If Sunday liquor sales was round one, the bell has sounded for the beginning of round two.
Officials In Leavenworth and in Edwardsville have approved ordinances to permit grocery and convenience stores to sell full-strength beer -- a beverage long decreed by Kansas law to be the province of liquor stores.
The Leavenworth City Commission adopted its ordinance Tuesday, while the Edwardsville City Council adopted a similar measure about a week earlier.
The new moves against state liquor laws come after a yearlong struggle in Lawrence and other northeast Kansas cities to allow retail liquor stores to open on Sunday.
Edwardsville also was a pioneer in that fight, along with Kansas City, Kan., when the cities approved charter ordinances to exempt themselves from the provision in the state's Liquor Control Act that bans Sunday sales. A Wyandotte County district judge upheld those moves, ruling that state liquor laws were not uniform and cities and counties thus could exempt themselves from certain provisions under Kansas' home-rule laws. The state has appealed the ruling to the Kansas Supreme Court.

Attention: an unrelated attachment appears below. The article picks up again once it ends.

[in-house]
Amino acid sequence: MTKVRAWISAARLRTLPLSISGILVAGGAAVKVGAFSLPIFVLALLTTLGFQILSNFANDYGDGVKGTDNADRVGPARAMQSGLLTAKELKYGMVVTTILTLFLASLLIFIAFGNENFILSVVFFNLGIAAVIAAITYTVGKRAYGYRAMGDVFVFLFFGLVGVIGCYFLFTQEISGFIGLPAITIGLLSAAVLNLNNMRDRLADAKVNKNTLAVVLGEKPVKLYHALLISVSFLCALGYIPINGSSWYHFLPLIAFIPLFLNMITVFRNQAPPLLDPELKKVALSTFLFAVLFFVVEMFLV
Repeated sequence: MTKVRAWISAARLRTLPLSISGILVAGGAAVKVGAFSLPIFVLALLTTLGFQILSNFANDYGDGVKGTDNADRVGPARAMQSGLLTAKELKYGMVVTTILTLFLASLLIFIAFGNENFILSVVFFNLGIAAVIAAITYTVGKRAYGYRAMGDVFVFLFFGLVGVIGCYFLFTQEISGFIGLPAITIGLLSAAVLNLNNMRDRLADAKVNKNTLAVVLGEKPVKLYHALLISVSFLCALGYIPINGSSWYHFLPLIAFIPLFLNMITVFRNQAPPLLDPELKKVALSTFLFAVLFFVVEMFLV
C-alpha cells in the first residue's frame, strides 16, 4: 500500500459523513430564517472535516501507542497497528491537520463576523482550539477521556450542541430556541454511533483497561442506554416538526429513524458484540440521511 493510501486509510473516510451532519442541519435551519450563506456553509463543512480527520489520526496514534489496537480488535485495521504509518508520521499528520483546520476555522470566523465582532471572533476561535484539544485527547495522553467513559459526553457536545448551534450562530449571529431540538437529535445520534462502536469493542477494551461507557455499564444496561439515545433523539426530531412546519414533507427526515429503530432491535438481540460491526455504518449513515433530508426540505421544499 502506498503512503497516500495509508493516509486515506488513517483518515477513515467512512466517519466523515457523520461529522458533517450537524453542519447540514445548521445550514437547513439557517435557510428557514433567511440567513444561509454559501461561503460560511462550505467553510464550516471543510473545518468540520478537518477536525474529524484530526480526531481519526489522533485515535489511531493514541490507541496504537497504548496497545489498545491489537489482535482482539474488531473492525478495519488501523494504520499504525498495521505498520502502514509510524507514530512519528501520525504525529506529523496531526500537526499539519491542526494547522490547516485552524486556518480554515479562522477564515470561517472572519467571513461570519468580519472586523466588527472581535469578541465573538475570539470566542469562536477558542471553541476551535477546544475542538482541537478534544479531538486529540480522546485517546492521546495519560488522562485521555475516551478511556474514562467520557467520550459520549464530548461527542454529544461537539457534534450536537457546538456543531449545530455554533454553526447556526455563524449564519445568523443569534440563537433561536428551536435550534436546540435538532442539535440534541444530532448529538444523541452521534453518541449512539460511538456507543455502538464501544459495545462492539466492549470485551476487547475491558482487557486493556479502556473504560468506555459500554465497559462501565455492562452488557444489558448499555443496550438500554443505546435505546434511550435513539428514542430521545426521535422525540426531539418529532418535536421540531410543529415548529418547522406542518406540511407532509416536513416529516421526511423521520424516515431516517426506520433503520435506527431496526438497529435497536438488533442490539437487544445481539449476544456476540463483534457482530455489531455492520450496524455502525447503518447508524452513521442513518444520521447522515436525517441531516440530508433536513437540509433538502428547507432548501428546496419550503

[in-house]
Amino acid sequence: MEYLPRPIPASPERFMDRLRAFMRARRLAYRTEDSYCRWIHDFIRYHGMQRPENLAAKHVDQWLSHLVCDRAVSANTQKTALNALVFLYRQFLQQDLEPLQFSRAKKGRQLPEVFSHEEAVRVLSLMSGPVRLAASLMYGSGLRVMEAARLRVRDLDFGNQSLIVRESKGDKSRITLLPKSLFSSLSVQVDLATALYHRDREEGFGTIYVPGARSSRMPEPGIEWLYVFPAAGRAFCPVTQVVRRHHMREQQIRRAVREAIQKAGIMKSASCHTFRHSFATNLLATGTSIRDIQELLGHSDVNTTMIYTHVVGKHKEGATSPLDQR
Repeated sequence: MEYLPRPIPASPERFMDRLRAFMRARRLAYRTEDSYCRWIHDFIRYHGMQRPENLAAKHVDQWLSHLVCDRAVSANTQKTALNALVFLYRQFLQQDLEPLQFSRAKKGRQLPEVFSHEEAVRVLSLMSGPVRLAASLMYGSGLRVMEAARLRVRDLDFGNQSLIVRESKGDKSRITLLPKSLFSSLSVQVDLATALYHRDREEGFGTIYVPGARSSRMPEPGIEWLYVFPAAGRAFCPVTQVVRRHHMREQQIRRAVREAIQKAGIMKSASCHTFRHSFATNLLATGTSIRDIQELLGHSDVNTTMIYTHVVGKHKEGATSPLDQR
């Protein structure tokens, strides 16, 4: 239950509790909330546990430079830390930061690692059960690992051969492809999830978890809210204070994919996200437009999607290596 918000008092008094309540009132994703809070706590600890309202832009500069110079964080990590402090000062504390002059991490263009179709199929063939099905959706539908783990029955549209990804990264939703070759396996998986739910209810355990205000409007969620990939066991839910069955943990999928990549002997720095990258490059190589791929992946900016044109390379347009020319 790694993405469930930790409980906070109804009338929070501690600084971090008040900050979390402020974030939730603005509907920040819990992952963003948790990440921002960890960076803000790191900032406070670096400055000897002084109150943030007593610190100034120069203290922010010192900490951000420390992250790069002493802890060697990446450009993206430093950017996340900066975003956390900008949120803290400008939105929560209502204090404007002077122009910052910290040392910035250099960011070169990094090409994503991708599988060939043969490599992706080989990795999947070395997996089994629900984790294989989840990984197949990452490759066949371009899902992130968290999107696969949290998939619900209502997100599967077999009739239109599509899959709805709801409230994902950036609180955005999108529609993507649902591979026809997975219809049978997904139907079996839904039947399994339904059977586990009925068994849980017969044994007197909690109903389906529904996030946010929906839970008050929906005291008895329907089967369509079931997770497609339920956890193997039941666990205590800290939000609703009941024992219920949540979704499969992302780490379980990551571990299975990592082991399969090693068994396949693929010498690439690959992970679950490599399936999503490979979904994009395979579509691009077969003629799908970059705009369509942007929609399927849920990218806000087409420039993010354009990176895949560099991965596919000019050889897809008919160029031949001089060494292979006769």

But now, officials in Leavenworth and Edwardsville are relying on the same district court ruling to permit wide sales of stronger beer, with alcohol contents of 5 percent or more.
Kansas law says convenience and grocery stores may sell only "cereal malt beverage," or beer with less than 3.2 percent alcohol by weight. Only liquor stores can sell full-strength beer.
Both cities must wait two months to give residents a chance to challenge the ordinances by petition. If no one makes such a challenge, the ordinances will go into effect and the cities will be able to set fees, hours of operation and other regulations.
Attorneys for QuikTrip and Casey's General Stores lobbied the two cities. They said lifting the ban would give convenience stores and groceries the opportunity to sell beer seven days a week.
They said they had no intention to push for lifting the ban on convenience and grocery stores selling wine and liquor.
"We consider this an issue of fundamental fairness," said Bob Stephan, former Kansas attorney general and a lawyer representing QuikTrip.
But Gil Porter, owner of Porter Liquor Store, said he wouldn't be able to compete with the chains.
"They say they don't want liquor and they don't want wine," Porter said. "But two to three years down the line, we know what's going to happen."
A spokesman said Atty. Gen. Phill Kline would not comment on the ordinances while studying them.
The restrictions on the sale of different strengths of beer is a holdover from Kansas' past, when its constitution prohibited the sale of intoxicating beverages. During the 1930s, the Kansas Supreme Court ruled that cereal malt beverage was not intoxicating.
Also, although the state's legal drinking age is 21, before 1985, Kansans could drink cereal malt beverage at 18.
The Kansas Legislature is expected to address changes to the Liquor Control Act in its 2004 session, which begins Jan. 12.